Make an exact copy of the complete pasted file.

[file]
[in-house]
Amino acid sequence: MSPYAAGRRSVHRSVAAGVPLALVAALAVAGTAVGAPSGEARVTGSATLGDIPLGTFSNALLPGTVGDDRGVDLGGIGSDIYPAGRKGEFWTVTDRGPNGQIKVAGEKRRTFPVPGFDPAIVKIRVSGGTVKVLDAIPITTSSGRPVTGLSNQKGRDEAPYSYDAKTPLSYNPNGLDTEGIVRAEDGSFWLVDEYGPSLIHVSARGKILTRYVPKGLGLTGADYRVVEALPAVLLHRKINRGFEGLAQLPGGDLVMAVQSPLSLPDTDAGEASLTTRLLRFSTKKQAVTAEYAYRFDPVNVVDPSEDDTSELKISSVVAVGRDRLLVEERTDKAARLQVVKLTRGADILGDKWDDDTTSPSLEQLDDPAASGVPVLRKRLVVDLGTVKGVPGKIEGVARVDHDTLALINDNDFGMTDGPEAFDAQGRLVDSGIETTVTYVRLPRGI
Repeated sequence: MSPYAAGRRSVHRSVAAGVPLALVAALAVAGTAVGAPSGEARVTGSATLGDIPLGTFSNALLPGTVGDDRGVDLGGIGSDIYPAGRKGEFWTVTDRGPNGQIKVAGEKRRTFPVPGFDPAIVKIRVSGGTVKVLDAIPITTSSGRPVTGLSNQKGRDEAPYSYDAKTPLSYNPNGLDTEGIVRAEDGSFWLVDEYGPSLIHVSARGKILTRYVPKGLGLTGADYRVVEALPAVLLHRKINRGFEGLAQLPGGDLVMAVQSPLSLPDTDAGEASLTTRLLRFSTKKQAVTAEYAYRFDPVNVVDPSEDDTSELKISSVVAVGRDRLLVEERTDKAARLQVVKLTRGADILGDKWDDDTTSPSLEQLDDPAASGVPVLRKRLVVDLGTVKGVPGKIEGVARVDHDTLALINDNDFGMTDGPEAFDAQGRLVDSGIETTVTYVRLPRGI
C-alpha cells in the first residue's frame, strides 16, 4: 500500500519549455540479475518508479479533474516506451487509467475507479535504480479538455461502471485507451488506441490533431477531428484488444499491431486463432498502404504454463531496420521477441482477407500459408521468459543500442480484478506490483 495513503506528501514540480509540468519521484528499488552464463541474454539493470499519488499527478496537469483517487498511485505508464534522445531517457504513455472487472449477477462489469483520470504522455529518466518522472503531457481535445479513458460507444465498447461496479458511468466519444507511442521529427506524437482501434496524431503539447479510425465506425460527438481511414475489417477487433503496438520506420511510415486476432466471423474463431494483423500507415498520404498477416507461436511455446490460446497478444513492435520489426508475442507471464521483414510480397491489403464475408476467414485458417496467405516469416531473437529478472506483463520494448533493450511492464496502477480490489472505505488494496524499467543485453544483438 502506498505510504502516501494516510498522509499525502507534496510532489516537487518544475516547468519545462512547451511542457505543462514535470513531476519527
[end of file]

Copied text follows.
[in-house]
Amino acid sequence: MSPYAAGRRSVHRSVAAGVPLALVAALAVAGTAVGAPSGEARVTGSATLGDIPLGTFSNALLPGTVGDDRGVDLGGIGSDIYPAGRKGEFWTVTDRGPNGQIKVAGEKRRTFPVPGFDPAIVKIRVSGGTVKVLDAIPITTSSGRPVTGLSNQKGRDEAPYSYDAKTPLSYNPNGLDTEGIVRAEDGSFWLVDEYGPSLIHVSARGKILTRYVPKGLGLTGADYRVVEALPAVLLHRKINRGFEGLAQLPGGDLVMAVQSPLSLPDTDAGEASLTTRLLRFSTKKQAVTAEYAYRFDPVNVVDPSEDDTSELKISSVVAVGRDRLLVEERTDKAARLQVVKLTRGADILGDKWDDDTTSPSLEQLDDPAASGVPVLRKRLVVDLGTVKGVPGKIEGVARVDHDTLALINDNDFGMTDGPEAFDAQGRLVDSGIETTVTYVRLPRGI
Repeated sequence: MSPYAAGRRSVHRSVAAGVPLALVAALAVAGTAVGAPSGEARVTGSATLGDIPLGTFSNALLPGTVGDDRGVDLGGIGSDIYPAGRKGEFWTVTDRGPNGQIKVAGEKRRTFPVPGFDPAIVKIRVSGGTVKVLDAIPITTSSGRPVTGLSNQKGRDEAPYSYDAKTPLSYNPNGLDTEGIVRAEDGSFWLVDEYGPSLIHVSARGKILTRYVPKGLGLTGADYRVVEALPAVLLHRKINRGFEGLAQLPGGDLVMAVQSPLSLPDTDAGEASLTTRLLRFSTKKQAVTAEYAYRFDPVNVVDPSEDDTSELKISSVVAVGRDRLLVEERTDKAARLQVVKLTRGADILGDKWDDDTTSPSLEQLDDPAASGVPVLRKRLVVDLGTVKGVPGKIEGVARVDHDTLALINDNDFGMTDGPEAFDAQGRLVDSGIETTVTYVRLPRGI
C-alpha cells in the first residue's frame, strides 16, 4: 500500500519549455540479475518508479479533474516506451487509467475507479535504480479538455461502471485507451488506441490533431477531428484488444499491431486463432498502404504454463531496420521477441482477407500459408521468459543500442480484478506490483 495513503506528501514540480509540468519521484528499488552464463541474454539493470499519488499527478496537469483517487498511485505508464534522445531517457504513455472487472449477477462489469483520470504522455529518466518522472503531457481535445479513458460507444465498447461496479458511468466519444507511442521529427506524437482501434496524431503539447479510425465506425460527438481511414475489417477487433503496438520506420511510415486476432466471423474463431494483423500507415498520404498477416507461436511455446490460446497478444513492435520489426508475442507471464521483414510480397491489403464475408476467414485458417496467405516469416531473437529478472506483463520494448533493450511492464496502477480490489472505505488494496524499467543485453544483438 502506498505510504502516501494516510498522509499525502507534496510532489516537487518544475516547468519545462512547451511542457505543462514535470513531476519527